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Paul Frederic, senior vice president of sales and marketing for To-Jo Food Products Inc., in Avondale, PA, announced to The Produce News that Bernie Ciuffetelli has been promoted to the position of chief operating officer for the company.

“Bernie has worked in the mushroom industry his entire life,” said Mr. Frederic. “He has been with To-Jo for the past 15 years, and was previously in charge of our processing operation. He is a true asset to our company, and we are pleased to announce this new appointment.”

Bernie-CiuffetelliBernie Ciuffetelli, newly appointed chief operating officer for To-Jo Food Products.To-Jo Food Products is a leading producer of a wide variety of fresh mushrooms as well as prepared and packaged items. Mr. Frederic said the firm continues to expand its prepared product line in its processing division

“This category represents an engine of growth for our company,” he said. “The ‘Simply Sautee’ item that we recently introduced to the foodservice industry is a fully prepared white mushroom product with a six-month refrigerated shelf life. The restaurant operator merely heats and serves the product. The mushrooms are sliced and sautéed in a proprietary garlic, butter and flavoring system.”

The company also continues to see strong and growing interest in specialty mushroom blends. To-Jo’s four-ounce Exotic Blend package for retail includes a combination of Crimini, Shiitake and Oyster mushrooms. The company also offers the mix in foodservice-size packs.

“The varieties provide different flavors and textures,” said Mr. Frederic. “The blend is perfect for chefs who are looking to spice up their menus.”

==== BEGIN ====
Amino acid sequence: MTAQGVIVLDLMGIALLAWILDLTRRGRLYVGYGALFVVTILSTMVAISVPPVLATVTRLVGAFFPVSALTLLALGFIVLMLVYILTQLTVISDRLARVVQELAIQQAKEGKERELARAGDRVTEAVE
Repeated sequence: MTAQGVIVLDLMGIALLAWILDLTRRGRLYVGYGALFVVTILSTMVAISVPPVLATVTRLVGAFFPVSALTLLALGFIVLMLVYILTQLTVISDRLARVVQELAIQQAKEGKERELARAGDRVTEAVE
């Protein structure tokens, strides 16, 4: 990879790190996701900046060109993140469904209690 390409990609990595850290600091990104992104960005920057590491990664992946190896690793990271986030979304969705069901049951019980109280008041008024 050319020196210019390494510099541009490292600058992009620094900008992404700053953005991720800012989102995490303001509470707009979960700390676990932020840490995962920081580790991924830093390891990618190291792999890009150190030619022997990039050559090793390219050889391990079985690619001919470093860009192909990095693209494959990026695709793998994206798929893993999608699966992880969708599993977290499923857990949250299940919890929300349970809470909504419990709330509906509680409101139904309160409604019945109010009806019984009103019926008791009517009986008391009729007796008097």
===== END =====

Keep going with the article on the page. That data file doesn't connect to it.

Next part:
To-Jo Food Products takes its food safety and traceability initiatives seriously. The company is at Safe Quality Food level 3 certified, the highest rating possible.

“We are also well ahead of the norm in our produce traceability program,” said Mr. Frederic. “Both food safety and traceability are at the top of the list of important issues in the produce industry today, and we intend to always be ahead of the curve.”

Although the majority of commercially produced mushrooms are grown in only a few places in the United States, Mr. Frederic said that several retail chains are promoting To-Jo mushrooms as locally grown, which the company is very pleased about.

He said that the mushroom industry is the “poster child” for sustainability.

“Mushrooms are grown in compost that contain the bi-products of hay, straw, corn or a combination of these and other crops, but not animal feed type materials,” he explained. “Once a mushroom crop is finished, the spent compost is put back on the earth as fertilizer.”

While that’s the up-side of how growing mushrooms help to benefit the environment, the down-side is in how the ongoing drought in the United States is causing a shortage of the bi-product materials.

“These materials were in short supply last year, and that caused some mushroom producers to not use some of their growing rooms,” said Mr. Frederic. “We expect to see this sort of situation again this year.

“We are also hearing that farmers who are composting the bi-product to sell it to our industry have been forced to use some of the new crop hay sooner than they want, and that creates additional problems. Anyway you look at this situation, we anticipate seeing higher prices for compost and consequently higher prices for mushrooms in the coming year.”

Despite the issues that mushroom growers face, Mr. Frederic said that retail sales have remained steady. On the foodservice side, operators are extremely price sensitive in an effort to keep their costs low.

“The demand for specialty mushroom varieties at the foodservice level is not as strong as it is for whites and browns,” he noted.

“But on the other hand, many operators are finding ways to substitute mushrooms for a portion of the protein, such as beef or pork, on a plate,” he added. “The cost of meat is very high today, so substituting with a portion of mushrooms can be highly advantageous economically.”

Mr. Frederic noted the Mushroom Council’s current “Swabability” campaign that urges foodservice operators and home cooks alike to reduce the meat portion by swapping it out for a mushroom portion.